Dan Boone
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Marc, if you google a bit I think you'll find a lot of people eating the stems of the daylilies (cooked or when young/tender enough, raw) and there seems to be a fair bit of salad use of the flowers as well. I should think eating tubers or stems makes a bigger impact on the patch.

I've tasted the tubers and young stems raw and found them tasty but impractical (lotta cleaning). Looking forward to testing the buds/flowers.

Agree about compaction. It seems to vary with depth; a lot of my clay can be laboriously spaded in the top foot but below that (if bedrock is not already encountered) you're chipping it with a mattock and getting a few ounces of clay flakes with each swing.
 
David Goodman
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Good for you, Dan, to look at the property with new eyes. That is exciting.
 
Matu Collins
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Developing the eyes to see! It's amazing how long it can take to see something right in front of my own eyes.

Interesting observation about the daylilies and clay. I wonder if the clay is holding on to nutrients along with the water. That's one of thenice things about clay, in my understanding.
 
Marc Troyka
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Dan Boone wrote:Marc, if you google a bit I think you'll find a lot of people eating the stems of the daylilies (cooked or when young/tender enough, raw) and there seems to be a fair bit of salad use of the flowers as well. I should think eating tubers or stems makes a bigger impact on the patch.

I've tasted the tubers and young stems raw and found them tasty but impractical (lotta cleaning). Looking forward to testing the buds/flowers.


I stand corrected. From what I read the flower buds and tubers are the only parts worth the work though.

Dan Boone wrote:Agree about compaction. It seems to vary with depth; a lot of my clay can be laboriously spaded in the top foot but below that (if bedrock is not already encountered) you're chipping it with a mattock and getting a few ounces of clay flakes with each swing.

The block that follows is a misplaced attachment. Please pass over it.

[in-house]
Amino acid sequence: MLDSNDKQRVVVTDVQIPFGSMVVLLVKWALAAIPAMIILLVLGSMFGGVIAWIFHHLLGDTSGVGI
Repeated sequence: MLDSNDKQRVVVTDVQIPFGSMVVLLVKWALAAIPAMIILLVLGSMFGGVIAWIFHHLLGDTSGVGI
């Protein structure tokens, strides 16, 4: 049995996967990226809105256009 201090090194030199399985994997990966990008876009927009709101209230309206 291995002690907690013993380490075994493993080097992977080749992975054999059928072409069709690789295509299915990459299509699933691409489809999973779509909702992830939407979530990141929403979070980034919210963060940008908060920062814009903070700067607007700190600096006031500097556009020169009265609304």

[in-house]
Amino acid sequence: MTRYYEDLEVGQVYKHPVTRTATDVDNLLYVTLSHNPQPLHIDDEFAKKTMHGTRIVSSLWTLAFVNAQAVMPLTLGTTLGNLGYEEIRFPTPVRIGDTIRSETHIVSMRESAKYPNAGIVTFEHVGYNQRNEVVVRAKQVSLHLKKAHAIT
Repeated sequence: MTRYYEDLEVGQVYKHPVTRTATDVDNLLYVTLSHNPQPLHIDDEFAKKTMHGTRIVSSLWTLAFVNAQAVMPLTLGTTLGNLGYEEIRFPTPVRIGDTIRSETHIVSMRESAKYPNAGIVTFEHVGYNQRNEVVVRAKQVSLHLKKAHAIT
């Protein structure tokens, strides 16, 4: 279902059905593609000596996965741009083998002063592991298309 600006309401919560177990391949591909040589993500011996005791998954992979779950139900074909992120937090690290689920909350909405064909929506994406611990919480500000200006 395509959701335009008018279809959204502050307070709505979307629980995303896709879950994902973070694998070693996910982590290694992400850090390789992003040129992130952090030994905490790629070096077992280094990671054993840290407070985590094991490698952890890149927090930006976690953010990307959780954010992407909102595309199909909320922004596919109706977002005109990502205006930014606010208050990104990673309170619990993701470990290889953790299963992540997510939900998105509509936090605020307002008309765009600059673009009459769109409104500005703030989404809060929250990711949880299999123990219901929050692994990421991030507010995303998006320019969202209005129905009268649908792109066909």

The top foot is the most important part for most plants, but if it's laborious to dig then it's definitely compacted. Luckily that's not a difficult fix. I'd also be willing to bet that your 'bedrock' is probably just hardpan, but chicory, yarrow and/or daikons can fix that in a year or two as well. I think you could have some rather enviable garden spots with a bit of work.

Matu Collins wrote:Developing the eyes to see! It's amazing how long it can take to see something right in front of my own eyes.

I ended up watching the light distribution in my garden area for a full year and still managed to get it wrong. This year I watched my garden for like a month before I spotted some wild onions in the distance and decided to adopt them. It seems no matter how much you look you can always find things you didn't notice before.
 
Dan Boone
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Sorry to say, the bedrock is good old-fashioned sandstone, there's no mistaking it. A few years spent shoveling gravel into a sluicebox in the gold fields of the upper Yukon left me knowing more than I ever cared to know about bedrock. My permaculture and horticulture knowledge is painfully slight but my practical geology is pretty solid.
 
Marc Troyka
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Dan Boone wrote:Sorry to say, the bedrock is good old-fashioned sandstone, there's no mistaking it. A few years spent shoveling gravel into a sluicebox in the gold fields of the upper Yukon left me knowing more than I ever cared to know about bedrock. My permaculture and horticulture knowledge is painfully slight but my practical geology is pretty solid.


Well that's unfortunate, but it really only rules out giant root vegetables and there aren't many of those. Sandstone is also known for hosting aquifers, which might also explain some of what you're seeing.